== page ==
A New York real estate developer accused of stealing dozens of homes around the city allegedly swindled at least eight of them from Brooklyn homeowners in neighborhoods like Flatbush and Bed-Stuy, the New York Times reports, and was able to continue the alleged fraud even while being prosecuted for it.

Over more than a decade, Solny (and companies linked to him) took ownership of at least 140 properties. However, the former owners of 40 of those buildings — including a Bed-Stuy brownstone and several homes in Flatbush — claim they were victims of deed theft, court records show.

And despite more than 17 combined charges from the D.A.’s offices in Brooklyn and Queens, Solney continued amassing properties and collecting rent on them during that time.

Now, there’s fears of another deed theft surge, now that pandemic foreclosure protections have expired.

Gentrification, BK Reader, RentCafe, Bed-Stuy, Bedford Stuyvesant, Crown Heights, 2016 American Community Survey, 2000 Census, median household income, median home value, education levels, Bushwick, Williamsburg, Greenpoint, Harlem, East Harlem, most gentrified areas, Brooklyn gentrification,
11216 ZIP encompasses areas of Bedford Stuyvesant and Crown Heights, ranked tenth on RentCafe’s list of the 20 most gentrified areas in the nation. Credit: Wikimedia

Deed theft can take many forms. But in Solney’s case, many of the homeowners who have brought cases against him allege fraud.

They say Solney and his associates offer to help homeowners facing foreclosure by arranging to pay off their mortgages in return for the home, while giving them a small cash payment.

Instead, the homeowner say they signed over the deed to their home, and were still left responsible for the mortgage. Often, it takes years for them to realize what has happened.

In one case, a Solney company allegedly paid a Brooklyn woman $5,000 for a home worth about $500,000, and then left her family with the debt, the Times reports.

In other case, Janet Bruce, a retired home health aide from Guyana, said in court filings that she and her sick husband were paid $14,000 in 2014 by Solney, who promised to rescue her and her husband from foreclosure on their Flatbush home.

Solny allegedly told her she would lose the house but the mortgage would be paid. However, he never paid the mortgage, she claims. She still owes roughly $350,000, she said, however Solny now owns the home and has since installed tenants in it, collecting more than $200,000 from the building since then, Bruce’s lawyer told the Times.

In 2020, Brooklyn prosecutors charged Solny with crimes connected to the theft of eight properties.

However, legal experts say prosecuting deed theft can be difficult.

The Brooklyn district attorney’s office has brought charges in 27 cases of deed theft since 2014, the Times reports. The state attorney general’s office is currently prosecuting three deed theft cases, and announced a campaign to fight deed theft in 2020, funding free legal services and mortgage assistance in neighborhoods vulnerable to fraud.

Brooklyn District Attorney Eric Gonzalez said bringing criminal charges in the case of deed theft can often be “very difficult to prove.”

“Our dedicated Real Estate Fraud Unit vigorously investigates deed fraud cases, and whenever there is sufficient evidence, we aggressively prosecute to ensure accountability and compensation for victims,” he said.

“To bring criminal charges, we must prove beyond a reasonable doubt that either a false filing took place or that the buyer made materially false representations of fact to induce the owner into selling the property.”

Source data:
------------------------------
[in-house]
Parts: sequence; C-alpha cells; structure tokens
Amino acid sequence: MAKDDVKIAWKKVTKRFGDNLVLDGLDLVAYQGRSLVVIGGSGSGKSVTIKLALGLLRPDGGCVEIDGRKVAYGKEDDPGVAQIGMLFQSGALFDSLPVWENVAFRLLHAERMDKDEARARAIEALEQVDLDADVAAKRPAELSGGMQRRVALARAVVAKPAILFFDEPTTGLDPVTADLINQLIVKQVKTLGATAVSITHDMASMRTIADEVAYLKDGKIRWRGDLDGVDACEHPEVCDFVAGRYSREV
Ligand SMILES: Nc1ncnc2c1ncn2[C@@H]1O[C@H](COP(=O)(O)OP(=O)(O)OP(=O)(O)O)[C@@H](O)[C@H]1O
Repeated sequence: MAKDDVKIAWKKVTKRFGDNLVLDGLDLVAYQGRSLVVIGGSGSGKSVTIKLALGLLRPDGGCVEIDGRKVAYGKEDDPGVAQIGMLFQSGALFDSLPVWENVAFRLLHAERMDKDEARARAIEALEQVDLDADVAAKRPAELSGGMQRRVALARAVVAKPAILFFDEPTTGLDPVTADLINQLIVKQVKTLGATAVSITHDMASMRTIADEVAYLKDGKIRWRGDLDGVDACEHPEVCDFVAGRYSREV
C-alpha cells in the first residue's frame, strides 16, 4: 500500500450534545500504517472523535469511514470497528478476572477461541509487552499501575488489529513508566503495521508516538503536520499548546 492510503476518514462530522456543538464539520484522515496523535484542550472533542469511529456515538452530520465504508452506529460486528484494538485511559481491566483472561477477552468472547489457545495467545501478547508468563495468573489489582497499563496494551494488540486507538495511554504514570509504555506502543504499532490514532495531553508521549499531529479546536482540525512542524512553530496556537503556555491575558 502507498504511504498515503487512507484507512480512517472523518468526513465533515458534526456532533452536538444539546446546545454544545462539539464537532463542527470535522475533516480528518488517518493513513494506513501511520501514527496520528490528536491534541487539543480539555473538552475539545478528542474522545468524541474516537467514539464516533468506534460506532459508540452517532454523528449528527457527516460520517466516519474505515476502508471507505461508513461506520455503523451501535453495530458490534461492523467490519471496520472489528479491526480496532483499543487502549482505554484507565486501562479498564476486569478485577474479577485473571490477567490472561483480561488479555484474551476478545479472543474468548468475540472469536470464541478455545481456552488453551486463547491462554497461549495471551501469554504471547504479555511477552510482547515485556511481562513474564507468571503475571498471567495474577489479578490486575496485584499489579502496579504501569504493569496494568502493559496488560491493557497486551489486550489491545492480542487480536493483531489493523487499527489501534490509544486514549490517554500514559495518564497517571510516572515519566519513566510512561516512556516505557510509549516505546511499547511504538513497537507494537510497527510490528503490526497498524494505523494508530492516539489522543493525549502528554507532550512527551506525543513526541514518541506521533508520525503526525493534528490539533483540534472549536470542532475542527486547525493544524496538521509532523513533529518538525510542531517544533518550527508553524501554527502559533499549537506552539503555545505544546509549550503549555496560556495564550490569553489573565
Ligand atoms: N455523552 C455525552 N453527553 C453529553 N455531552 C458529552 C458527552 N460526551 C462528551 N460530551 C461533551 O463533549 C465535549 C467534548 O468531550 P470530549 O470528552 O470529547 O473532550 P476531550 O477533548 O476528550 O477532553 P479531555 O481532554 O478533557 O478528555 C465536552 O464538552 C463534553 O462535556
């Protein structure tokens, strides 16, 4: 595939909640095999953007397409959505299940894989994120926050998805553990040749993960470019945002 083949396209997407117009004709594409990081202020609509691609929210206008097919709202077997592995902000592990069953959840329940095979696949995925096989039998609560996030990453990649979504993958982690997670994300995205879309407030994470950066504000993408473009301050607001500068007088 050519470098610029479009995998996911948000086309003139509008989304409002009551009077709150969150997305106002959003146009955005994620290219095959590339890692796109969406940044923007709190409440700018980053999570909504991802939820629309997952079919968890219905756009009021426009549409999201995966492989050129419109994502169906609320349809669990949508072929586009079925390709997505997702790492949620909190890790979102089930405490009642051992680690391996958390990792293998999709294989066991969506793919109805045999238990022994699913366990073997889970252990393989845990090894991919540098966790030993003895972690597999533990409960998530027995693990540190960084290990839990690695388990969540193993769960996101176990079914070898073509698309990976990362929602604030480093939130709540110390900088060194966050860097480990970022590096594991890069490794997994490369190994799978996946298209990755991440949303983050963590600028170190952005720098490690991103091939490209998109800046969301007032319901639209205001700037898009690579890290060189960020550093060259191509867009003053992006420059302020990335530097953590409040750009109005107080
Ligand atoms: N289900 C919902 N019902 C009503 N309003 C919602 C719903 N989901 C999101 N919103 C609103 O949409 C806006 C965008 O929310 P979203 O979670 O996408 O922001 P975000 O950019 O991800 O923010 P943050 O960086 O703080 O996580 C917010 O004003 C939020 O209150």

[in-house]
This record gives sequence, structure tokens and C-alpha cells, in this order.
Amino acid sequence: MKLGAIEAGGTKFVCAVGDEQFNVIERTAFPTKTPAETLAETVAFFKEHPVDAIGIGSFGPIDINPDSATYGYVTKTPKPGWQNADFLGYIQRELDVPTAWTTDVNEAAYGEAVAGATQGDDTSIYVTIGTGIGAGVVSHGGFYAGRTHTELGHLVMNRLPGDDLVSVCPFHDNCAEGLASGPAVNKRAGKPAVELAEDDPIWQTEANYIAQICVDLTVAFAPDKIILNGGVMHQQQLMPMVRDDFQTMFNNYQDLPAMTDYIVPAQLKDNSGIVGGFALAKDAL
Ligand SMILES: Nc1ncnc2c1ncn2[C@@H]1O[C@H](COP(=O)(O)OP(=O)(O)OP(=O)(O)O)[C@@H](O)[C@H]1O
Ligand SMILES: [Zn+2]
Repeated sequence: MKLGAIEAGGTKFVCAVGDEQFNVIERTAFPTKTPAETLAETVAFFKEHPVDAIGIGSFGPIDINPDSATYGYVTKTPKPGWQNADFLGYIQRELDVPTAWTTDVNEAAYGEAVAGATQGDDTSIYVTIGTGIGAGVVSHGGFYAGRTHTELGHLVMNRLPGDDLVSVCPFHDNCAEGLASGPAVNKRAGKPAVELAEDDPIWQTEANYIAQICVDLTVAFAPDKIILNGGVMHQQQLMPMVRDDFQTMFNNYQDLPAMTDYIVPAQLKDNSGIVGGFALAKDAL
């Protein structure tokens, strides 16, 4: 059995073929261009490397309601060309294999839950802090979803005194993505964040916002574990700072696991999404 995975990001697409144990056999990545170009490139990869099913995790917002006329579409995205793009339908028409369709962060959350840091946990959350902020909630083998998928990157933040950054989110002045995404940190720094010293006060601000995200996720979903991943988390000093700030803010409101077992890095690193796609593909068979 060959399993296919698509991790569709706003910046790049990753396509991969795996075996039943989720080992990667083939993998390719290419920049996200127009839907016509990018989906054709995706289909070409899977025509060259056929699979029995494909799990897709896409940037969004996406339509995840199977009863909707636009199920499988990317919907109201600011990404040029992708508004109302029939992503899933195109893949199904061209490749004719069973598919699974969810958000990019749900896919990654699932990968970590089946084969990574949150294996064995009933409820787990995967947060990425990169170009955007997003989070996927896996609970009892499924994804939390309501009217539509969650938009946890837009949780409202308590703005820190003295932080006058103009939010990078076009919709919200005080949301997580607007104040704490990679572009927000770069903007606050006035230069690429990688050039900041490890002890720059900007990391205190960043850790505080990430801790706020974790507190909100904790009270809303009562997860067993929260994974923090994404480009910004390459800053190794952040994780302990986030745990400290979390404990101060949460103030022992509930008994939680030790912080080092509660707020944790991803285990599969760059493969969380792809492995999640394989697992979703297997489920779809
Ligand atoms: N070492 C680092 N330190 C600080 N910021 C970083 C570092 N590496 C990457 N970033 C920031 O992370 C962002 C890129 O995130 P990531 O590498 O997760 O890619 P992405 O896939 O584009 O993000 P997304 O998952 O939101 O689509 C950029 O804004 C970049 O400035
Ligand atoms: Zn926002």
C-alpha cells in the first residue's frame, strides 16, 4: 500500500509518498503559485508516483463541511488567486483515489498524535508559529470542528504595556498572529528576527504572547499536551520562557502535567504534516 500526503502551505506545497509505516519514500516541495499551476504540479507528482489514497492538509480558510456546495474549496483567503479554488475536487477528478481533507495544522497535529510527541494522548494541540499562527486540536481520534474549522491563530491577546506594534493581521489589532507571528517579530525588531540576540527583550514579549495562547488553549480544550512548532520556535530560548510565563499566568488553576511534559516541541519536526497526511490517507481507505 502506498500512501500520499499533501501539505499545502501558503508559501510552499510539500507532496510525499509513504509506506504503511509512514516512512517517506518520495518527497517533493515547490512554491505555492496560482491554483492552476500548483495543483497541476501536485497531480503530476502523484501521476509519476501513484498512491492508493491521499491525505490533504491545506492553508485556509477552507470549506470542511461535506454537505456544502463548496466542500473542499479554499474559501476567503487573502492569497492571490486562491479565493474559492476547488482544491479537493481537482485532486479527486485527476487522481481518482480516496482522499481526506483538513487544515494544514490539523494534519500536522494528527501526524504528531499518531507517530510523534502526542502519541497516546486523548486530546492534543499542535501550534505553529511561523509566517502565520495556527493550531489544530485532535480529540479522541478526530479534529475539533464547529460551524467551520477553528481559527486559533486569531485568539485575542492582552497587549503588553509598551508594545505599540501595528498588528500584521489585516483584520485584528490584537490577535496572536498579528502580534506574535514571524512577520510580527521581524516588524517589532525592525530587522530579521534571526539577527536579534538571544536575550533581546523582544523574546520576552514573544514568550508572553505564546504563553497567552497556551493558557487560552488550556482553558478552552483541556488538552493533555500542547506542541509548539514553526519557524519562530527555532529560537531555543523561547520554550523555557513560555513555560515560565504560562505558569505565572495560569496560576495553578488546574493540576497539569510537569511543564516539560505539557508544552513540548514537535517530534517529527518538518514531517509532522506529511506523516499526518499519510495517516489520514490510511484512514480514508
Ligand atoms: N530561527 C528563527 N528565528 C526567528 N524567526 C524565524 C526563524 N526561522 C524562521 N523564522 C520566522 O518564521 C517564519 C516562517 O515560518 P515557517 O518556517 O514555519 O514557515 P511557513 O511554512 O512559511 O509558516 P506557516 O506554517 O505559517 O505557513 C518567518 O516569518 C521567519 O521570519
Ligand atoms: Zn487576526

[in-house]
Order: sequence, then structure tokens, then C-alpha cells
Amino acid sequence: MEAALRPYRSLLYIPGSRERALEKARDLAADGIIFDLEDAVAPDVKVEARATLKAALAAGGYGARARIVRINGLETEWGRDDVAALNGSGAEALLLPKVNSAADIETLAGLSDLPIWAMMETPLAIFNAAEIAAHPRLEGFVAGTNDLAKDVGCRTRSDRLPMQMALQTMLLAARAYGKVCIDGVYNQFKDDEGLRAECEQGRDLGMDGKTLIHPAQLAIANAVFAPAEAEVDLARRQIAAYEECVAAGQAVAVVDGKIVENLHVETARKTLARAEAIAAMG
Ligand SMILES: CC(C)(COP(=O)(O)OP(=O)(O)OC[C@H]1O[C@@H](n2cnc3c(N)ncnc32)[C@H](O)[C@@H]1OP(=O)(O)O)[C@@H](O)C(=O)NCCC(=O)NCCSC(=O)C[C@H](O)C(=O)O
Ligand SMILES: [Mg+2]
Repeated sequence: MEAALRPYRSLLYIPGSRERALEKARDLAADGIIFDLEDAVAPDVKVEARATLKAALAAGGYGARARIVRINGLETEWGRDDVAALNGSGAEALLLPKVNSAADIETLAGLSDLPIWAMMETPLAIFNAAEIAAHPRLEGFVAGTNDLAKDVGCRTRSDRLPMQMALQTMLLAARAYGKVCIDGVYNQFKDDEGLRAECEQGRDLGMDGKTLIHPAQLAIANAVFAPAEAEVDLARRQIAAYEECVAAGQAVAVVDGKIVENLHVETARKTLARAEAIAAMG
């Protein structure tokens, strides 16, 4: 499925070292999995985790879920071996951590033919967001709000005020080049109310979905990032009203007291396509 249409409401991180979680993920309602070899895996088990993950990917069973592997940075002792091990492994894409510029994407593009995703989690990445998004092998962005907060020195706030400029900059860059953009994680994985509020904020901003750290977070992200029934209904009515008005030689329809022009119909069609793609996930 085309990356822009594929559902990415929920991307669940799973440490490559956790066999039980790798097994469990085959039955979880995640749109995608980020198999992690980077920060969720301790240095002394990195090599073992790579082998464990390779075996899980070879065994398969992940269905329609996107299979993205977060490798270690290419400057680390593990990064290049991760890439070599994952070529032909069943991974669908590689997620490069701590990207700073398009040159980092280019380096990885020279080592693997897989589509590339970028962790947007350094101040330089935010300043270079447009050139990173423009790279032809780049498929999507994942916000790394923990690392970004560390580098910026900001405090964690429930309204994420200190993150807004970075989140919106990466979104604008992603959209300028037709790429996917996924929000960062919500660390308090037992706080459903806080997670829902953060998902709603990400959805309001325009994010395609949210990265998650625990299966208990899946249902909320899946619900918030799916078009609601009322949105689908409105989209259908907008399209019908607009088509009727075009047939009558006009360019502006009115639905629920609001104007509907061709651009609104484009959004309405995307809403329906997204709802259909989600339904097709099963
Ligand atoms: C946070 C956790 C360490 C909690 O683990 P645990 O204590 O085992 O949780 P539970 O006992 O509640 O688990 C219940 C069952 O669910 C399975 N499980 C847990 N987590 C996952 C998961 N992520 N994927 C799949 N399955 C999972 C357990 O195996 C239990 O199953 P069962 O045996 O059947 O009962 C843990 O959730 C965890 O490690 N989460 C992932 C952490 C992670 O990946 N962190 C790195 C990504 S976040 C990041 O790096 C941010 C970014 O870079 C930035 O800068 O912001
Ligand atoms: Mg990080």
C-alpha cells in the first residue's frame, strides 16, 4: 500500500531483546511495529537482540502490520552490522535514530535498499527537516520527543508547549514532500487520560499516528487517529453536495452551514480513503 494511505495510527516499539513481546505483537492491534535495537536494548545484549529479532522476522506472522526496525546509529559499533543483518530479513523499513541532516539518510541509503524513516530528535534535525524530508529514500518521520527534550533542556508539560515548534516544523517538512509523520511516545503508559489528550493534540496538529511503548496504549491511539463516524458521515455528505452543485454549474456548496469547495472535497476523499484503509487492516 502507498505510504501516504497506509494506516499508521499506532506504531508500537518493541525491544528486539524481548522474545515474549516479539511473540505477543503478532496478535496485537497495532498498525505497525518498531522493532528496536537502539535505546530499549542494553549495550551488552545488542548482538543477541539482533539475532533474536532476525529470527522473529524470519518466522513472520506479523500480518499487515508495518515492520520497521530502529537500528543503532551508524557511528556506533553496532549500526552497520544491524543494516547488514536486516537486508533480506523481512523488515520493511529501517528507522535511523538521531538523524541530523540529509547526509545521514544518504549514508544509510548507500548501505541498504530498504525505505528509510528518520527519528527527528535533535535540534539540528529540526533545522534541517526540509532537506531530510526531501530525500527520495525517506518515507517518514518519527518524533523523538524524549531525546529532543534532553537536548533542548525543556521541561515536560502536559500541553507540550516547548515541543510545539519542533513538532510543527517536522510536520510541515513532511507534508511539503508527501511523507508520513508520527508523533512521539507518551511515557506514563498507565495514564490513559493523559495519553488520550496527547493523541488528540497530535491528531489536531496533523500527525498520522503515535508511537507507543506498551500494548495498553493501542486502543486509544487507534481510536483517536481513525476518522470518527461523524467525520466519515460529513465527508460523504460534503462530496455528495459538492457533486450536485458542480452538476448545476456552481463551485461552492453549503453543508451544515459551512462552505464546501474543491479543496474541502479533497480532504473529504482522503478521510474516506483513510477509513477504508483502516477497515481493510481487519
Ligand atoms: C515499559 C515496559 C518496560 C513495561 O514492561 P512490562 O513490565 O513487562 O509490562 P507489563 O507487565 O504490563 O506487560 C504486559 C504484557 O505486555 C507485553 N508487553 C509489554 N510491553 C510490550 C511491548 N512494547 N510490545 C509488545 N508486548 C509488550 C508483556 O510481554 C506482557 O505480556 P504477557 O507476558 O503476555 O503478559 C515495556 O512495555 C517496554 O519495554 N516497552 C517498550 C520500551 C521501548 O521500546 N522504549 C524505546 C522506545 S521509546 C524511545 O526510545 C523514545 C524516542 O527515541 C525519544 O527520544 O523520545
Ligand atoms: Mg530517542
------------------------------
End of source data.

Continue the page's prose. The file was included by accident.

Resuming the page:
He said most complaints involve either family disputes, which are difficult to disentangle, or situations where the complainants signed the deal and, while no demonstrable misrepresentations were made, they later believe they were wronged.

Despite investigating every allegation of deed theft, he said, in most cases, there is insufficient evidence to prove a crime.

The city and financial institutions need to do as much as possible to protect homeowners, and create a system that works to keep residents in their homes and puts “criminal scammers”. behind bars, New York City Council Member Farah N. Louis told BK Reader, in response to the Solney story.

Louis represents the 45th District, which includes Flatbush and East Flatbush, and pointed to the racial disparity in deed theft.

“Black and immigrant homeowners of Brooklyn continue to be at the highest risk of deed theft,” she said.

“This same constituency, that faces unabated obstacles, like accessing capital, and has to overcome systemic and structural racism just to become property owners — also has to contend with predatory individuals looking to theft their homes for personal gain.”

NYC Council Member Chi Ossé, who represents the 36th District (Bedford-Stuyvesant and North Crown Heights) said defeating the practice of deed theft was a central goal of his office.

“As we work to combat deed theft legislatively, I also want to advise my constituents: If you want to sell your home, place it on the market.

“Do not take offers from soliciting people or organizations, whether they say their aim is to buy your house or just to help you with property taxes. Consult trusted friends and family before signing any documents and, importantly, use my office as a resource.”

Meanwhile, through a number of shell companies, Solny reportedly still owns 19 homes whose owners he has been accused of defrauding and still collects rent from many of them.

Bruce, of Flatbush, is still waiting for her day in court.

Jessy Edwards

Jessy Edwards is a writer based in Bushwick. Originally from New Zealand, she has written for the BBC, Rolling Stone, NBC New York, CNBC and her hometown newspaper, The Dominion Post, among others.

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